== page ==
The worst thing about this is people who don’t sign up to those values, never voted for them, can find themselves catapulted across the Atlantic. America is a democracy and it’s for people to participate in the very, very toxic debate in the United States about crime and prisons and so on. It’s not fair for me, sitting at my computer at home in London, without even leaving my home, let alone the country, to suddenly find myself catapulted across the Atlantic or anywhere else. Not just to Louisiana but to Lisbon or anywhere where there is no real justification for it; because my alleged crimes all happened here and there’s no obvious reasons why it can’t be dealt with here. That’s sovereignty.
I’m a great internationalist, but sometimes internationalism has to be about human rights and not just the convenience of governments. It’s about putting people first in any justice system. That’s incredibly important. When government’s cooperate, they should remember to put people first. The irony, of course is, yes I am critical of many aspects of American law, and its penal and criminal justice system, but here’s the one thing that they’ve got that we don’t have – they wouldn’t let their people be extradited from the United States in these circumstances. If somebody is sitting on their computer in the US and they’ve never left, and they are of interest to the authorities here in Britain, they are not going to face summary extradition. They will not be released without evidence being proved in a local court first. So yes, we’re critical of the American system but there’s one important safeguard that it has, that we should have as well.
Hamja: Does the UK/US Extradition treaty compare to other European states such as France, Ireland, Holland, for example?
SC: I think that Britain gave up far too much. Yes, in the Extradition treaty with the US and the fact that it isn’t mirrored or balanced on both sides just demonstrates how much Britain gave up. But I also want to say that I think the EU arrest warrant provides insufficient protection even within the EU. I do want to put in a word for people who face Euro arrest warrants, possibly because they’ve spent a few days on holiday and they’ve been falsely accused, because there isn’t sufficient protection there either.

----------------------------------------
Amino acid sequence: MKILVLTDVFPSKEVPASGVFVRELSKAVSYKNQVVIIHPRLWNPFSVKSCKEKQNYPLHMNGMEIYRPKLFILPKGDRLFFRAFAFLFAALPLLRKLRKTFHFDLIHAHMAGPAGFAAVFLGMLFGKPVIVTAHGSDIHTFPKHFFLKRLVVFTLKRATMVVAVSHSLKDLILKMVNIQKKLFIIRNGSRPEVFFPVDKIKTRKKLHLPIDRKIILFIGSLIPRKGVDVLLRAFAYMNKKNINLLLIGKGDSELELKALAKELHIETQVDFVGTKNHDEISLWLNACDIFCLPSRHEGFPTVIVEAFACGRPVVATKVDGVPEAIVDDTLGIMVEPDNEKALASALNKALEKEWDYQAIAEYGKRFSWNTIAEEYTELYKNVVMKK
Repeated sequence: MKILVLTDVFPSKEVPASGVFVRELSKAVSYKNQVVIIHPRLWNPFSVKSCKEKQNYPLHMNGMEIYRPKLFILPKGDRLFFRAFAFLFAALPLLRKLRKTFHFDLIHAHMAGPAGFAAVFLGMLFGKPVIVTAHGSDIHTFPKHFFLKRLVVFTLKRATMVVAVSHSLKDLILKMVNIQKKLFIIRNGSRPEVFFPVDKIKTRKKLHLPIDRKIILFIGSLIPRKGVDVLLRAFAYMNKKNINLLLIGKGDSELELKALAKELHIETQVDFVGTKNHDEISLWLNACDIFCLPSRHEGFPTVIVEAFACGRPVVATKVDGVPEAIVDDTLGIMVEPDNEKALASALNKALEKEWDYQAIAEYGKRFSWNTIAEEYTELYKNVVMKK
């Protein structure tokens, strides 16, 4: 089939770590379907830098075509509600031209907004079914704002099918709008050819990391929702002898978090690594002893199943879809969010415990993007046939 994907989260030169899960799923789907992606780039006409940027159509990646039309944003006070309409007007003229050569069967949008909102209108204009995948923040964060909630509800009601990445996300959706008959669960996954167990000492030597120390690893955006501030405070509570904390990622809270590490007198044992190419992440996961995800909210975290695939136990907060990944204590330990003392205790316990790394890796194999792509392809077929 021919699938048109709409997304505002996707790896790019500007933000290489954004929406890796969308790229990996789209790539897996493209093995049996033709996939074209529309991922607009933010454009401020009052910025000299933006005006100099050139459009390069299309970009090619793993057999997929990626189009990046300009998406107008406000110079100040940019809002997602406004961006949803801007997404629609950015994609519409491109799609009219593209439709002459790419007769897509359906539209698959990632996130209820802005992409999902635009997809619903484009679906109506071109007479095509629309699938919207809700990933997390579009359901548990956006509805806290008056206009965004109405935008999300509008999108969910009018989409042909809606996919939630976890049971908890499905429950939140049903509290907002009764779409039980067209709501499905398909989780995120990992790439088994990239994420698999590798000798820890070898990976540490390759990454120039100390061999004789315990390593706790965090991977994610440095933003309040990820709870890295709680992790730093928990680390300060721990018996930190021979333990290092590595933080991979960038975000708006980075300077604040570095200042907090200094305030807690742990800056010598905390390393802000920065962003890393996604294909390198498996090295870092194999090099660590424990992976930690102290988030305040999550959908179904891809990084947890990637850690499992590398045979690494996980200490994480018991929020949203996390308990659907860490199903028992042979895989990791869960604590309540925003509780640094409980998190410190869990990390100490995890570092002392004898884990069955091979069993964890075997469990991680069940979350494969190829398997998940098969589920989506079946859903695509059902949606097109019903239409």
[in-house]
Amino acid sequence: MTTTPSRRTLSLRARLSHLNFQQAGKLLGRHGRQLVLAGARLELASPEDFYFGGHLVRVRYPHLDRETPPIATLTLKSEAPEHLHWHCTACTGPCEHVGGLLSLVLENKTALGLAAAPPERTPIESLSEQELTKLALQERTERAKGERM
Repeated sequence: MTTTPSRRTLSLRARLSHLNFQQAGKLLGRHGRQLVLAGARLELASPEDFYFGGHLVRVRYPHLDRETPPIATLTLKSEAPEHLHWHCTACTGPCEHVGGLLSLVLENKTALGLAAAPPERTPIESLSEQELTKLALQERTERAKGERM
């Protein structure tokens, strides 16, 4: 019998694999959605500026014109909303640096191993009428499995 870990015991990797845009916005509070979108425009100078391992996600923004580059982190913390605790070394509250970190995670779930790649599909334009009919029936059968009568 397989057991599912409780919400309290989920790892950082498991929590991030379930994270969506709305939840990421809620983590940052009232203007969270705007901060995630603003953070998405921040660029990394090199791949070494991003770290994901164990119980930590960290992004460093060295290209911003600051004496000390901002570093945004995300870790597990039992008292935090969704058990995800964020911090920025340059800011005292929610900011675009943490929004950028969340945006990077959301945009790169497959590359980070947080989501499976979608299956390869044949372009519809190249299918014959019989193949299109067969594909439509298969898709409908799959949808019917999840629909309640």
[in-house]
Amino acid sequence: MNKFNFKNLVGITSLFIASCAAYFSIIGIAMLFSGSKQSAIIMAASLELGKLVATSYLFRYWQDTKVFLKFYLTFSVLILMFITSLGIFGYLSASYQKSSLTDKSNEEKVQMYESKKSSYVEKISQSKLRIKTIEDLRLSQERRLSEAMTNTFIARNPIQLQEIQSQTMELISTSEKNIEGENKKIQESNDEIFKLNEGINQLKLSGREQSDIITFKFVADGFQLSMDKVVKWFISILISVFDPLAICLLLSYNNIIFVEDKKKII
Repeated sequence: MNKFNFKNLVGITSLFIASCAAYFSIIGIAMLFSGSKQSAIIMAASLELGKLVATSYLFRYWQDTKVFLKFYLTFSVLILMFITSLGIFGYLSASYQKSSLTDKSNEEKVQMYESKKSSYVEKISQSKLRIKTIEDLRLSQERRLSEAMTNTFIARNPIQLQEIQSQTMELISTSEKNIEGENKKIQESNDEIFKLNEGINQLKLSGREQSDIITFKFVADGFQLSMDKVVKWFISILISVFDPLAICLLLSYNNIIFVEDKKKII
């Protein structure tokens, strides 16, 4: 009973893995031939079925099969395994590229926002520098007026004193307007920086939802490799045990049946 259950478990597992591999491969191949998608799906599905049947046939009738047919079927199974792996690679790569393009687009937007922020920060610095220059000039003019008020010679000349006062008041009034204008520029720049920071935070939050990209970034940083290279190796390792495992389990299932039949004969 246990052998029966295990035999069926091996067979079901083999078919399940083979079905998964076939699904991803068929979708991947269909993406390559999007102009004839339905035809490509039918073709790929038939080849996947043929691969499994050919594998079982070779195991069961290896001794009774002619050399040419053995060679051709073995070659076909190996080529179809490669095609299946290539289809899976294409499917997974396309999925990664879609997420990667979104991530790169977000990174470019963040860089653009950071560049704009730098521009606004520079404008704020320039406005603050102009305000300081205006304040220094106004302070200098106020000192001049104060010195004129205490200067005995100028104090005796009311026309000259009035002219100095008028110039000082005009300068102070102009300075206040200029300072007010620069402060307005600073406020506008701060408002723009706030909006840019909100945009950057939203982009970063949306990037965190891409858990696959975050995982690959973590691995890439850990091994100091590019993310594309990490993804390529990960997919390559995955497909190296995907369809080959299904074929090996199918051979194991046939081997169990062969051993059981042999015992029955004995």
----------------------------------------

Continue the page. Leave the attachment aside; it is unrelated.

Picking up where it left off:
What’s interesting about the EU is that, sometimes on human rights, it’s been levelling down instead of levelling up, and they created an EU Arrest Warrant pretending that this is the United States of Europe with one legal system, when it isn’t. And they didn’t harmonise the protections in the police station for people in Europe, or the protections in court, or translation, or any of the human rights protections. They didn’t do that first, they tried to create a Euro arrest warrant first. And it’s the same attitude that we’re talking about with the treaty with the US. It’s treating people like pawns, like objects, with the convenience of their governments, and it’s not putting human beings first.
HA: Lotfi Raissi, an Algerian who was accused of training the 9/11 bombers and subsequently found innocent and is being paid millions of pounds in compensation, was arrested in 2001. If he was arrested in 2003 or since the Extradition laws have been changed, what do you imagine his fate would be?
SC: Lotfi Raissi is a famous miscarriage of justice; it was bad enough that he was locked up pending extradition to the US for so long under the old system, today he would be gone. That is a very poignant example of how dangerous this Extradition treaty is and how dangerous the Extradition Act is. Let me be clear, nobody is saying that there should not be extradition arrangements between countries. Of course there must be. People should not be able to hop across international boundaries to escape their terrible crimes.
But there have to be safeguards, because anybody can be accused of the most heinous crime. Anybody can be the victim of mistaken identity or false accusation. Black, white, Christian, Muslim, man, woman, anywhere in the world, and before anyone is taken from their home, their family, their language, their legal system, their life – a basic case should be shown in a local court. And where they’ve never left the country, there should be strong presumption that judges should be able to order that they’re dealt with closer to home.
Follow the Free Talha campaign on Twitter: @freetalha.
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Camera: Turab Shah.